MK: I wouldn’t describe myself as the MD of the Satriani band, I think that’s definitely Joe’s gig! Really I approach it as I do all the musical projects I involve myself with – trying to determine in the moment what is the most effective thing I can do to make that musical moment as strong and resonant as it can be. I use my ears and instincts and will adjust my part accordingly to try and help things come that much more alive. It can be a very subtle thing, maybe something almost imperceptible, but it might cause a ripple effect in the band that kicks things up to another level. That’s a joyful thing for me.
WPN: How did your involvement in Dethklok come about?
MK: My girlfriend Sarah and I were huge fans of Brendon Small’s “Home Movies” cartoon in the early 2000s. In 2006 I was working in the Netherlands, and Sarah got in touch to say “hey, Brendon is on MySpace, you should send him a message and say hi!” So I wrote him and said “you may not know who I am but my girlfriend and I are huge Home Movies fans and I just wanted to say hey, so, hey.” He wrote back: “Duuuuuuuuuuuude. HUGE fan. I was a student at Berklee in 1996 when you came and did a clinic. We should get together and hang out.” This was before Metalocalypse was even on the air. So we started hanging out, and soon afterward Metalocalypse premiered on Adult Swim and was a huge hit, and then the first Dethklok album of songs from the TV show was released and was the fastest selling death metal album in history – the whole thing just took off like wildfire. There was a demand for Brendon to form a band and do live shows as Dethklok. Brendon, even though he’s a brilliant guitarist and writer and vocalist, had never been in an actual band before! So even though I had no background as a metal player, he was eager to surround himself with people he knew so he’d feel comfortable in this new environment – unlike most people who start bands in total obscurity, he was thrust into a situation of having to deliver to a waiting audience starting with the very first note. I said “hey I’m not really a metal player” and he just said “hey you played with Zappa you can play anything,” so I just dove in and quickly had to develop a bunch of playing techniques I’d never used before. It was so much freaking fun – particularly, the tour we did with Mastodon in 2009 was an unbelievable amount of fun. We haven’t gigged in a long time and I really hope we get another chance to play because it is really just such a blast.
WPN: Your musical influences are very well documented. Is there any new music you are listening to nowadays?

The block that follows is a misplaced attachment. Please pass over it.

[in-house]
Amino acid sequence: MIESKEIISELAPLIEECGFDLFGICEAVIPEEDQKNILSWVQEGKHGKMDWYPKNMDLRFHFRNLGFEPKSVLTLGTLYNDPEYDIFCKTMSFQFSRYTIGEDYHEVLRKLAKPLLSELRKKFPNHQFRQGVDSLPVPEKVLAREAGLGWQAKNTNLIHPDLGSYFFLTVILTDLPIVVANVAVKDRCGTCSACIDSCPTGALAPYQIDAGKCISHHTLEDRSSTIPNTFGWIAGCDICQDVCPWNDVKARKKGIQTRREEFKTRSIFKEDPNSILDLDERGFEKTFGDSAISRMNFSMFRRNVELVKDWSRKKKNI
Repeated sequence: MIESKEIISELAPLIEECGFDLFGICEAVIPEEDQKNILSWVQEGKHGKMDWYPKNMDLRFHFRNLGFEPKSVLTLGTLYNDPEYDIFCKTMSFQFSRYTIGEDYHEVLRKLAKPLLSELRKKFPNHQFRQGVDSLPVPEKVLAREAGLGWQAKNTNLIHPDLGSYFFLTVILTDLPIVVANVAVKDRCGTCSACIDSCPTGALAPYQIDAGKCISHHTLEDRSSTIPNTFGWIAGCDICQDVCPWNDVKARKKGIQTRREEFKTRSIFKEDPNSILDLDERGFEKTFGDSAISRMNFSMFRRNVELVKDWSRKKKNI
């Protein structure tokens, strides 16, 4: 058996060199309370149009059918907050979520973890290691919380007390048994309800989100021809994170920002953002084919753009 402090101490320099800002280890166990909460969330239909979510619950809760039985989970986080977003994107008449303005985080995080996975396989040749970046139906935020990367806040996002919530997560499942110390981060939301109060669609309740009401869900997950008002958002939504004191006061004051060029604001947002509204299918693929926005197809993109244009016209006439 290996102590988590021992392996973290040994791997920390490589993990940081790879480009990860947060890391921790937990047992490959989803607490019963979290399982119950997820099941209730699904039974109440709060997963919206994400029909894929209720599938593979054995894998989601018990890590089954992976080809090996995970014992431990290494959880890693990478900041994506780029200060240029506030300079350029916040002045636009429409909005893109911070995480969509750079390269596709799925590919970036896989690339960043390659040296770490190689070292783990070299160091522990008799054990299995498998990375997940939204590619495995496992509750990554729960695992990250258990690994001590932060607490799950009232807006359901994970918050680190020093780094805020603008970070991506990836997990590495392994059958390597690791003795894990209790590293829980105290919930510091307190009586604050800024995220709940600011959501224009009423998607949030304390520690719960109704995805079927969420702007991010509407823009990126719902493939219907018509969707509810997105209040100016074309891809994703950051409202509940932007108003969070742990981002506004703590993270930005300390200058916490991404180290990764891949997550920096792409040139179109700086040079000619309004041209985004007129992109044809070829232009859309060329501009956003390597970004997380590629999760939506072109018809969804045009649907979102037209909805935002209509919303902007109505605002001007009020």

MK: I do most all of my music listening in the car, and probably 90% of that music was recorded before 1974…but I have been consistently delighted by the things that Flying Lotus and Thundercat do, and Kendrick Lamar’s To Pimp A Butterfly and his performance on the Grammys last year gave me huge hope for the possibility of mind-blowing music still being possible on a mass-consciousness level. I am excited to hear the new Mastodon record – I’m actually playing keyboards on one track but I haven’t heard the album yet! Godsticks consistently puts out massively beautiful albums. There’s a pianist named Matt Mitchell whose music I love, and also Kimara Sajn (who also records as Polyethylene Pet and +1) is always releasing gorgeous, thought-provoking music. Phoenix are a seriously fun band so I’m looking forward to hearing their new one. I love Neil Young but still haven’t heard Peace Trail so that’s one I need to nab.
WPN: What’s in the horizon for Mike Keneally?
MK: I just came back from Vancouver where I was writing and recording with Devin Townsend, who is a brilliant creator of intense sounds, and we quickly put down around 20 minutes of new stuff which we look forward to elaborating on when there’s time. I’ll be in Europe this summer with my European trio containing Jaan Wessman on bass and Schroeder on drums (this trio used to be called Mike Keneally and Friends but we will be premiering a new name this year, yet to be decided). I’ll also be performing with Stuart Hamm and Chad Wackerman at a festival in Slovenia in July, and doing one Satriani gig in Brazil in August. I’ll be doing some West Coast touring with Beer For Dolphins in August, and we’re playing at Progtoberfest III in Chicago this October. I’m in a new band I’m very excited about with Kris Myers from Umphrey’s McGee, Ben Thomas and Pete Griffin formerly from Zappa Plays Zappa, and Jonathan Sindelman from the Alan White Band – we’ve been composing new material collectively, with an eye towards establishing a complete live repertoire before we start gigging – we’ve got a lot of stuff in the works and look forward to premiering that when the time is right. I’ve also been playing Cream covers with Ginger Baker’s son Kofi Baker and bassist Rob Pagliari from OHM – they are both incredible players and we have entirely too much playing those classic tunes live, and there’s some possible touring in the works for that. So all in all, I’ve been bouncing around a lot from project to project, and really enjoying that!
WPN: Thank you very much for taking the time to answer our questions. One last bonus question: Can you provide a comprehensive list of musicians who played in Emerson, Lake & Palmer‘s 1977 album Works Volume 1?
MK: Haaaa 🙂 If I remember correctly, that entire album was overdubbed by Roy Wood playing all the instruments. It took him a whole weekend to do the Concerto!
Both Scambot 2 (65 minutes of music) and Inkling (48 minutes of music) are available from Exowax Recordings, and you can purchase them as a special 2-CD set here:
Visit Mike Keneally’s website here:
Watch Mike perform the song “Roll” from Scambot 2 on EMGtv
2017 World Prog-Nation